Hollywood Director, Andrew DavisApril 17th, 2012
Davis is a filmmaker with a reputation for directing intelligent action thrillers, most notably the Academy Award® nominated box office hit, The Fugitive, starring Harrison Ford and Tommy Lee Jones. The film received seven Academy Award® nominations including Best Picture and earned Jones a Best Supporting Actor award. Davis garnered a 1993 Golden Globe nomination for Best Director and a Directors Guild of America nomination for Outstanding Directorial Achievement in Theatrical Direction. In reviewing The Fugitive, film critic Roger Ebert commended Davis, noting that he “transcends genre and shows an ability to marry
action and artistry that deserves comparison with Hitchcock, David Lean, and Carol Reed. He paints with bold, visual strokes.”
Davis is the son of parents who met in a repertory theater company in Chicago, where he was raised. His late father, Nathan Davis, worked on several of his films, including his role as Shia Labeouf’s grandfather in Holes. Andy Davis received his degree in journalism from the University of Illinois and began his work in motion pictures as an assistant cameraman to renowned cinematographer and director Haskell Wexler on the 1969 classic Medium Cool. Wexler’s ultra realistic approach was to have a
great influence on Davis, who then became a director of photography on numerous award-winning television commercials and documentaries, including fifteen studio and independent features. The former cinematographer describes his experience behind the camera as vital to the way he works. “Trying to direct without understanding the camera, to me, is like someone conducting a symphony without reading music.” He has consistently been recognized for his thorough understanding of the visual elements which drive cinematic drama. In 1976, joined by many of his fellow cinematographers, Davis challenged the IATSE union’s restrictive studio roster system in a landmark class action suit that forced the industry to open its doors to young technicians in all crafts.
Davis made his directorial debut in 1978’s STONY ISLAND. The thriller, The Final Terror, was Davis’ sophomore project, for producer Joe Roth, which starred then-newcomers Darryl Hannah, Joe Pantoliano, Rachel Ward and Adrian Zmed. Davis then co-wrote the screenplay for Harry Belafonte’s rap musical, Beat Street, before moving into the
director’s chair full-time for Mike Medavoy and Orion Pictures on the Chuck Norris classic, Code of Silence.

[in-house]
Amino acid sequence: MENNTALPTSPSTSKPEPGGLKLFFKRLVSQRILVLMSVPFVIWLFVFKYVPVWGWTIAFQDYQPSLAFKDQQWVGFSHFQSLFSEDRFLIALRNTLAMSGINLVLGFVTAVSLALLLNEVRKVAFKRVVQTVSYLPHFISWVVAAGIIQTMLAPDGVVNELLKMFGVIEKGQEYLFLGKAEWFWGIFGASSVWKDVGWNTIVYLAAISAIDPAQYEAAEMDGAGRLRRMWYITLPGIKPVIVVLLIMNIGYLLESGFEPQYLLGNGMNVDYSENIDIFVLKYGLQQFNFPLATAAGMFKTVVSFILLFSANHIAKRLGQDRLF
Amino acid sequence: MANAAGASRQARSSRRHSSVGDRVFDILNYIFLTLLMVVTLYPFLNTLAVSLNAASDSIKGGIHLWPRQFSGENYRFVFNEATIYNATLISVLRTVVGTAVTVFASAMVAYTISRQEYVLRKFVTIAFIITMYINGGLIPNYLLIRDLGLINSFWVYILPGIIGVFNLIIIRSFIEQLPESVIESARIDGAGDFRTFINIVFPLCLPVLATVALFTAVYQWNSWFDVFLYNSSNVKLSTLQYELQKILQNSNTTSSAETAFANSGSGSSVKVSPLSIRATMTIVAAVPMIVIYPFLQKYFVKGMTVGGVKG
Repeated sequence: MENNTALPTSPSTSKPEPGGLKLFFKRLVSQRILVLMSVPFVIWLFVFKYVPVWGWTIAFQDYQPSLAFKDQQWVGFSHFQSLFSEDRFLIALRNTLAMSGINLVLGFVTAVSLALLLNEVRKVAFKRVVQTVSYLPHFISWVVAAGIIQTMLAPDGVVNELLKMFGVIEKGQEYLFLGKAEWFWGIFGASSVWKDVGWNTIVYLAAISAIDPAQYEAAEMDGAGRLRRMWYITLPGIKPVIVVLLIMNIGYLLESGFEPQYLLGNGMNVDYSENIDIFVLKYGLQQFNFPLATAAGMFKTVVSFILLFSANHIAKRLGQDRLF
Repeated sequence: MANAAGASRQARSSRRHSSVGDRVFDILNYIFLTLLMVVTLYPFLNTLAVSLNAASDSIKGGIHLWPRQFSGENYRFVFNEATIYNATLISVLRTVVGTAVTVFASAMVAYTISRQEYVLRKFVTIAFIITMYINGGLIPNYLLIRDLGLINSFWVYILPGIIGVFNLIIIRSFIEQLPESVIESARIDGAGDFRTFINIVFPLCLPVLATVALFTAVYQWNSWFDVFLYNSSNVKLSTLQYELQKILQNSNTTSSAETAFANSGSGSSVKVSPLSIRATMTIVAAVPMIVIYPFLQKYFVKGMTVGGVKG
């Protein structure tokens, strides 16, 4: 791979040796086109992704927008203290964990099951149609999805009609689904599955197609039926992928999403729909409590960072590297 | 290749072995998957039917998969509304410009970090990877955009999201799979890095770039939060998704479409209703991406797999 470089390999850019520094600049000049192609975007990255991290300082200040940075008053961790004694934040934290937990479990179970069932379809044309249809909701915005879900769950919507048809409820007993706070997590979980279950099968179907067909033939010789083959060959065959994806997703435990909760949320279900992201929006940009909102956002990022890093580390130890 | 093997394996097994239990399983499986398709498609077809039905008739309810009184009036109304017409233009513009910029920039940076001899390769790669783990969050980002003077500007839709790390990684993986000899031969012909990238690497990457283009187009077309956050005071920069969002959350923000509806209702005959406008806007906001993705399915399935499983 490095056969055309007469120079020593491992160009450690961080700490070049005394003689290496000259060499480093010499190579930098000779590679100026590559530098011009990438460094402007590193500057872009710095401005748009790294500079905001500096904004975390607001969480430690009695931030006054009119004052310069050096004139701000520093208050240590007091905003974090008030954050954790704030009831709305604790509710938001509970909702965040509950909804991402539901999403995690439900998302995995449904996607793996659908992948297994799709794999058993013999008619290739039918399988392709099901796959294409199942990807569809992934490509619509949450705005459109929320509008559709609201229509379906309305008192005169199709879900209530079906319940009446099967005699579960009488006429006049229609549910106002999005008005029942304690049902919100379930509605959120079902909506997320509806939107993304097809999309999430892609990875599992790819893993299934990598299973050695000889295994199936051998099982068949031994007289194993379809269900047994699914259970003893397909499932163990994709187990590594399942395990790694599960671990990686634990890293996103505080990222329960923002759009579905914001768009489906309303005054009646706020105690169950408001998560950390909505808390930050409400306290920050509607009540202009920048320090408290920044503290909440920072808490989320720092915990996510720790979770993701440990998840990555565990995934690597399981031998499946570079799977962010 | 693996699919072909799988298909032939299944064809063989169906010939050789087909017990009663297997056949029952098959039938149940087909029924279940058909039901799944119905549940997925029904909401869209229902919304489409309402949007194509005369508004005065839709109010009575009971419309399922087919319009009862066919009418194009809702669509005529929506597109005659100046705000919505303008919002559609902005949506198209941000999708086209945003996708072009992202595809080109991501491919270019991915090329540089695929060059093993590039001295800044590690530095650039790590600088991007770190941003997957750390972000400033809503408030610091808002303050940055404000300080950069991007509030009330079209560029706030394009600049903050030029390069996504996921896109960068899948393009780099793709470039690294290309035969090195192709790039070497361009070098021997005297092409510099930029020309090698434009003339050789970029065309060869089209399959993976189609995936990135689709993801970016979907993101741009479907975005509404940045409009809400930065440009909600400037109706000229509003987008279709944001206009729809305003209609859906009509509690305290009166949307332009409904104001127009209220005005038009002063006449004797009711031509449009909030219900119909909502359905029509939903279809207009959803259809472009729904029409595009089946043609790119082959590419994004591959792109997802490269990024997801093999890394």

Davis directed, co-producedand co-wrote Steven Seagal’s feature film debut, Above the Law, for Warner Brothers.
The Package (Orion) followed, directed by Davis and starring Gene Hackman and Tommy Lee Jones. Davis went on to
direct Fall 1992’s top grossing picture, Under Siege, for Warner Brothers, a classic action film teaming Steven Seagal
with Tommy Lee Jones.
Davis’ other directorial credits include (for Warner Bros.) Collateral Damage, starring Arnold Schwarzenegger and
A Perfect Murder,starring Michael Douglas, Gwyneth Paltrow, and Viggo Mortensen; Chain Reaction, (Fox) starring Keanu Reeves and Morgan Freeman, which brought Davis back to his hometown of Chicago; and Steal Big,
Steal Little, starring Andy Garcia and Alan Arkin as twin brothers, which lovingly featured Davis’ adopted
home of Santa Barbara, California. Davis next directed and produced Holes, the feature film adaptation of Louis Sachar’s
beloved Newberry Medal and National Book Award-winning children’s novel. Starring Shia Labeouf, Sigourney Weaver, Jon
Voight and Patricia Arquette, and released by the Walt Disney Company, Holes was named one of the 100 Best Family Films.
Holes has been praised by audiences of all ages, furthering Davis’ reputation as a director with a wide range.
A.O. Scott’s review in The New York Times called it “the best film released by an American studio so far this year.”
In 2006, Davis completed the Disney/Touchstone feature film, The Guardian, which honors the true heroes of the
ocean- the Rescue Swimmers of the U.S. Coast Guard. Kevin Costner and Ashton Kutcher portray heroic swimmers committed to the personal and physical sacrifices necessary to save the lives of those stranded helplessly in the sea. In an unforgettable
instance of life imitating art, the film’s New Orleans production was halted due to the ravages of Hurricane Katrina. The staff of
U.S. Coast Guard, advisors to the production, left to help rescue 35,000 people in its wake.
Presently, Davis is developing several projects through his Santa Barbara based production company, Chicago Pacific
Entertainment, including: a political eco-thriller based on a technology called Ocean Thermal Energy Conversion, or OTEC
(one of the most viable, renewable energy resources in the world); Our Future Matters, a multi-part documentary series
outlining possibilities for America’s energy future (a collaboration with leading figures in renewable energy technology and
environmental sciences); Tom Quixote, adapted from the screenplay by famed writer Waldo Salt, a brilliantly spirited family
film inspired by the famous novels Don Quixote and Tom Jones; and a modern retelling of Treasure Island set in forgotten shadows of post Katrina Louisiana, a thrilling family adventure about the temptations of the
long lost fortune of one of America’s most infamous rascal heroes, the pirate Jean Lafitte.
The re-release of Stony Island will be available on April 24th.